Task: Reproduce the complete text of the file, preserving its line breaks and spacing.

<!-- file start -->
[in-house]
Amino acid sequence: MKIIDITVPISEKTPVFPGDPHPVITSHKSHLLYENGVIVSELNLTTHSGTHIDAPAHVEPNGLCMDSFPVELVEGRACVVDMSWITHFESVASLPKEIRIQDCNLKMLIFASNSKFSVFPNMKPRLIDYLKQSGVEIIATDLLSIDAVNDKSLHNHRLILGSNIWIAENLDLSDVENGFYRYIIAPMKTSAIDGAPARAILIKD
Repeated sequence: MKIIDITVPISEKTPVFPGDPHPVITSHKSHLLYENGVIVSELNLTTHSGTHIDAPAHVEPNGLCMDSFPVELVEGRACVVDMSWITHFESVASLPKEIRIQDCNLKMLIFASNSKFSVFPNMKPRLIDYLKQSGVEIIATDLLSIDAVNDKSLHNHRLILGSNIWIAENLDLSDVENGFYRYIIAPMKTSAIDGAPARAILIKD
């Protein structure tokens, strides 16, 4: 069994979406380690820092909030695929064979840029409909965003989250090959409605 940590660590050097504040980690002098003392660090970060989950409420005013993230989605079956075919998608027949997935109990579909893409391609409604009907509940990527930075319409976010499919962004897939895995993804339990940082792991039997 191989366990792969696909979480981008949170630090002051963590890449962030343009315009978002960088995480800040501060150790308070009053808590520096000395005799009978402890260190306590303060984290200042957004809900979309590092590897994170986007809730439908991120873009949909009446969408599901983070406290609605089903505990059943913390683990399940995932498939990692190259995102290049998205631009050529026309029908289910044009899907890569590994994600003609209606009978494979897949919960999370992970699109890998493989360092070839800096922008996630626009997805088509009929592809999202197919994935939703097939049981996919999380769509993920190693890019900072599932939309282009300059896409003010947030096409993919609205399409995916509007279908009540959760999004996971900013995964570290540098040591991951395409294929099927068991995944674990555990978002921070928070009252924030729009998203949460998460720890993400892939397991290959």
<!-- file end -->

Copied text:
[in-house]
Amino acid sequence: MKIIDITVPISEKTPVFPGDPHPVITSHKSHLLYENGVIVSELNLTTHSGTHIDAPAHVEPNGLCMDSFPVELVEGRACVVDMSWITHFESVASLPKEIRIQDCNLKMLIFASNSKFSVFPNMKPRLIDYLKQSGVEIIATDLLSIDAVNDKSLHNHRLILGSNIWIAENLDLSDVENGFYRYIIAPMKTSAIDGAPARAILIKD
Repeated sequence: MKIIDITVPISEKTPVFPGDPHPVITSHKSHLLYENGVIVSELNLTTHSGTHIDAPAHVEPNGLCMDSFPVELVEGRACVVDMSWITHFESVASLPKEIRIQDCNLKMLIFASNSKFSVFPNMKPRLIDYLKQSGVEIIATDLLSIDAVNDKSLHNHRLILGSNIWIAENLDLSDVENGFYRYIIAPMKTSAIDGAPARAILIKD
């Protein structure tokens, strides 16, 4: 069994979406380690820092909030695929064979840029409909965003989250090959409605 940590660590050097504040980690002098003392660090970060989950409420005013993230989605079956075919998608027949997935109990579909893409391609409604009907509940990527930075319409976010499919962004897939895995993804339990940082792991039997 191989366990792969696909979480981008949170630090002051963590890449962030343009315009978002960088995480800040501060150790308070009053808590520096000395005799009978402890260190306590303060984290200042957004809900979309590092590897994170986007809730439908991120873009949909009446969408599901983070406290609605089903505990059943913390683990399940995932498939990692190259995102290049998205631009050529026309029908289910044009899907890569590994994600003609209606009978494979897949919960999370992970699109890998493989360092070839800096922008996630626009997805088509009929592809999202197919994935939703097939049981996919999380769509993920190693890019900072599932939309282009300059896409003010947030096409993919609205399409995916509007279908009540959760999004996971900013995964570290540098040591991951395409294929099927068991995944674990555990978002921070928070009252924030729009998203949460998460720890993400892939397991290959």